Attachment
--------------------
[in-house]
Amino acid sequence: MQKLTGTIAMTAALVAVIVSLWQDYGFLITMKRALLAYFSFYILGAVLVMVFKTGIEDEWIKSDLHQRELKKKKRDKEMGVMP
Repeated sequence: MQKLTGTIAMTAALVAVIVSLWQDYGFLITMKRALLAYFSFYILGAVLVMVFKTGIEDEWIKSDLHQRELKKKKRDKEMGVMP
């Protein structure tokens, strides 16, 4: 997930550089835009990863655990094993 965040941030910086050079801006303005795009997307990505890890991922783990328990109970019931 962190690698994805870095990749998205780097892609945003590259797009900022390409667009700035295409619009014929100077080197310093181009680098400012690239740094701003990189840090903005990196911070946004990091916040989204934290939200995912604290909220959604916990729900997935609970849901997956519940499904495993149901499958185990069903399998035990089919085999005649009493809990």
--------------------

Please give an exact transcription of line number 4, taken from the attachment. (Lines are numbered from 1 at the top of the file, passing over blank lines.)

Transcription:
């Protein structure tokens, strides 16, 4: 997930550089835009990863655990094993 965040941030910086050079801006303005795009997307990505890890991922783990328990109970019931 962190690698994805870095990749998205780097892609945003590259797009900022390409667009700035295409619009014929100077080197310093181009680098400012690239740094701003990189840090903005990196911070946004990091916040989204934290939200995912604290909220959604916990729900997935609970849901997956519940499904495993149901499958185990069903399998035990089919085999005649009493809990």